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A Schnabel car or Schnabel wagon is a specialized type of railroad freight car. It is designed to carry heavy and oversized loads in such a way that the load makes up part of the car. The load is suspended between the two ends of the cars by lifting arms; the lifting arms are connected to an assembly of span bolsters that distribute the weight of the load and the lifting arm over a large number of wheels.
When a Schnabel car is empty, the two lifting arms are connected and the car can usually operate at normal freight train speeds. Some Schnabel cars include hydraulic equipment that will either lift or horizontally shift the load while in transit (at very low speeds) to clear obstructions along the car's route. As of 2012, there were 31 Schnabel cars operating in Europe, 30 in North America, 25 in Asia, and one in Australia.
The largest Schnabel car in public railroads operation, reporting number WECX 801, was completed in 2012 by Kasgro Railcar for Westinghouse Nuclear and is used in North America primarily to transport reactor containment vessels. It has 36 axles (18 for each half). Each half contains nine trucks which are connected by a complex system of span bolsters. Its tare (unloaded) weight is 399.6 short tons (362.5 t; 356.8 long tons) and has a load limit of 1,017.9 short tons (923.4 t; 908.8 long tons) for a maximum gross weight of 1,417.5 short tons (1,285.9 t; 1,265.6 long tons). WECX 801 has the ability to shift its load 44 inches (110 cm) vertically and up to 40 inches (100 cm) laterally on either side of the car's center line. When empty, this car measures 231 ft (70 m) long; for comparison, a conventional boxcar currently operating on North American railroads has a single two-axle truck at each end of the car, measures 50 to 89 feet (15.24 to 27.13 m) long and has a capacity of 70 to 105 short tons (64 to 95 t; 63 to 94 long tons). The train's speed is limited to 25 mph (40 km/h) when WECX 801 is empty, but only 15 mph (24 km/h) when loaded and requires a crew of six operators in addition to the train's crew.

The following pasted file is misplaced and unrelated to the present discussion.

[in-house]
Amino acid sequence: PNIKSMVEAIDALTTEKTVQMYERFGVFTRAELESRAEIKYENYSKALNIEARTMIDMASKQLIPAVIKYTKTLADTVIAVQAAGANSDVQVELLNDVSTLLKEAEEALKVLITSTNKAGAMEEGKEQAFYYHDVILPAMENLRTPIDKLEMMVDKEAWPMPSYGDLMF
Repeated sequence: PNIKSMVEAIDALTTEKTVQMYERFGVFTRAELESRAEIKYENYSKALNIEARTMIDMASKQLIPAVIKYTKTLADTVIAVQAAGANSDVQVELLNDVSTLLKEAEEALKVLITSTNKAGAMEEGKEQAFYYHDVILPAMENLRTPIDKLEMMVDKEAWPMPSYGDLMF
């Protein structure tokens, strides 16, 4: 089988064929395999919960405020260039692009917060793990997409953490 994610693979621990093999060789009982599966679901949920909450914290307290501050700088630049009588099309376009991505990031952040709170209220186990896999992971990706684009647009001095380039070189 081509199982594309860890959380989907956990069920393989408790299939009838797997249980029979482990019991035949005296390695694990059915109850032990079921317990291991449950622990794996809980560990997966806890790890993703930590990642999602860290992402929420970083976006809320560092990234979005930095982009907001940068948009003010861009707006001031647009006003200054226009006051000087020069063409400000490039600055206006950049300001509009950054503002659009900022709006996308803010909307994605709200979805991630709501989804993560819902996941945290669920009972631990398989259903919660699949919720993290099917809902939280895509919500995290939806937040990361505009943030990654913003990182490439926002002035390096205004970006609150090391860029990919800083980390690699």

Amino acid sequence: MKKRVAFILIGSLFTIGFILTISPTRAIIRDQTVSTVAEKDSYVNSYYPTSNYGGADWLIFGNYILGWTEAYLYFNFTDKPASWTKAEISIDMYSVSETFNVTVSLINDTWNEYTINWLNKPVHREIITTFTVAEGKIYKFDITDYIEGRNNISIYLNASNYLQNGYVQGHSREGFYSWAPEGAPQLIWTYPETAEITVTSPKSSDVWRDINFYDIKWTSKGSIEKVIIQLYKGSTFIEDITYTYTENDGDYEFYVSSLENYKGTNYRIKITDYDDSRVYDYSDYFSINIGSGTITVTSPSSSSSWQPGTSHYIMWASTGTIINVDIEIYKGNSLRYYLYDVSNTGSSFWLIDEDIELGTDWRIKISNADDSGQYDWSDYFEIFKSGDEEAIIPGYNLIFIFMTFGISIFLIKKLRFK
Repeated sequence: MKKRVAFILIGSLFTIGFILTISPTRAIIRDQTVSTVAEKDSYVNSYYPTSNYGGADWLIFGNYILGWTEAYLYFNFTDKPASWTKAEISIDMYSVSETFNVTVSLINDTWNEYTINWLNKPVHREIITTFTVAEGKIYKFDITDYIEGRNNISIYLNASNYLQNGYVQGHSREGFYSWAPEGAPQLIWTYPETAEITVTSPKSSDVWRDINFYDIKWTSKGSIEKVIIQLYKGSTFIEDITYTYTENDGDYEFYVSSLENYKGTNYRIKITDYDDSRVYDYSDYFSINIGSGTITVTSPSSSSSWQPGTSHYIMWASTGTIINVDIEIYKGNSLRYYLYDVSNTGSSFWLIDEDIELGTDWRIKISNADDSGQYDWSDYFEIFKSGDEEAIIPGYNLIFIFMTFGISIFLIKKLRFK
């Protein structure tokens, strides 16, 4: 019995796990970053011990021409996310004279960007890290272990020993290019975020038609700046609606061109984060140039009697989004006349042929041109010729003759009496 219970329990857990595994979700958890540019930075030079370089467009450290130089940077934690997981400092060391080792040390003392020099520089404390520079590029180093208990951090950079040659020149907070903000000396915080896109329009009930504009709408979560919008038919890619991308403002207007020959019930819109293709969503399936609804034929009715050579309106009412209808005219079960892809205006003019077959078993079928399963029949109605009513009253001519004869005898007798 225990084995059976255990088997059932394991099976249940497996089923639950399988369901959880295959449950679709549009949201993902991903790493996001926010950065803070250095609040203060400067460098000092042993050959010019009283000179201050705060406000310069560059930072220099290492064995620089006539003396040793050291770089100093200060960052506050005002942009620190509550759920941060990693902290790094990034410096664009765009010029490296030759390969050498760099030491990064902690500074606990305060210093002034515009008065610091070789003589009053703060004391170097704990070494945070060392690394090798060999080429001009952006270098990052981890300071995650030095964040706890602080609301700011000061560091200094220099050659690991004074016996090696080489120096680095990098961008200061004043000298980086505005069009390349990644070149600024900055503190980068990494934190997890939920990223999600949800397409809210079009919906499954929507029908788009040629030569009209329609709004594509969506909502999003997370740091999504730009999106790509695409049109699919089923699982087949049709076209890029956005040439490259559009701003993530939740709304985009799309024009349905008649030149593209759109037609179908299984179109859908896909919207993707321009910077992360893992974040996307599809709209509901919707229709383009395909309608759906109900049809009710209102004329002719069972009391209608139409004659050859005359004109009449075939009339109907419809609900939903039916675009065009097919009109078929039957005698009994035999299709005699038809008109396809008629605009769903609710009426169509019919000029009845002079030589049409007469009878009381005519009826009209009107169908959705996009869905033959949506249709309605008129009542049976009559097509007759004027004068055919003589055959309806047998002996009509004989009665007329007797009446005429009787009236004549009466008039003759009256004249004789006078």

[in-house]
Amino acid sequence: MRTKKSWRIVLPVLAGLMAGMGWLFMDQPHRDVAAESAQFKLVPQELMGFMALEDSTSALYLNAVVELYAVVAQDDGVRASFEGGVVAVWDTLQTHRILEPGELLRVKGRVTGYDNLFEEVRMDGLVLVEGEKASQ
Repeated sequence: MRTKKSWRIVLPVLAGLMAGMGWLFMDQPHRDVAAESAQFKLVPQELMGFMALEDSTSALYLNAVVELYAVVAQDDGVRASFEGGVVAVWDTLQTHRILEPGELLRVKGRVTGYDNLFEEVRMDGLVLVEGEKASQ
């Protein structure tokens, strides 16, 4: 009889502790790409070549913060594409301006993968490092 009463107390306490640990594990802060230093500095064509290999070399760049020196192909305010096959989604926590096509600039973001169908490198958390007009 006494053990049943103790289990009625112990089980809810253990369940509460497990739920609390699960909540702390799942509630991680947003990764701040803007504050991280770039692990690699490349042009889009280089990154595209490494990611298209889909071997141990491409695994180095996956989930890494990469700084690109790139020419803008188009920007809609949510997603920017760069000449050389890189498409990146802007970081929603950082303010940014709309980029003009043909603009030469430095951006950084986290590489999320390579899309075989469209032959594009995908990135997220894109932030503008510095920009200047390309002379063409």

The word Schnabel is from German Tragschnabelwagen, meaning "carrying-beak-wagon", because of the usually tapered shape of the lifting arms, resembling a bird's beak.
In World War II the German Wehrmacht used Schnabel cars for transporting the Karl-Gerät heavy-calibre (54 cm and 60 cm calibre) siege mortars. These were self-propelled with a continuous track suspension chassis of substantial length to maneuver into a firing position over a short range, but depended on a pair of purpose-designed Schnabel cars for long-range transport by rail.
The Schnabel design is covered under US patent #US 4041879 A, filed December 1, 1975, issued to Charles R. Cockrell, with Combustion Engineering, Inc. as assignee.
- "Kasgro builds "World's Largest Railroad Car"". Railwayage.com. June 14, 2012. Retrieved February 9, 2016.
- "WECX 801". southern.railfan.net. Retrieved February 9, 2016.
- Jentz, Thomas (2001). Bertha's Big Brother: Karl-Geraet (60 cm & 54 cm). Panzer Tracts. pp. 8, 19. ISBN 0-9708407-2-1.
- "Schnabel-type car, US 4041879 A". Google Patent Search.
- Daspit, Tom (2005). "CEBX 800". Retrieved May 6, 2005. (additional technical details on CEBX 800)
- GATX Corporation (2005). "Car types". Archived from the original on May 7, 2005. Retrieved May 6, 2005. (boxcar comparison figures)
- Passi, Peter (May 5, 2005). "Railroad Giant". Duluth News Tribune. Archived from the original on May 6, 2005. Retrieved May 6, 2005. (details on CEBX 800)
- Railway Industrial Clearance Association (2000). "Glossary of terms used in railroad high and wide clearances". Archived from the original on June 13, 2005. Retrieved May 6, 2005. (basic definition of a Schnabel car)
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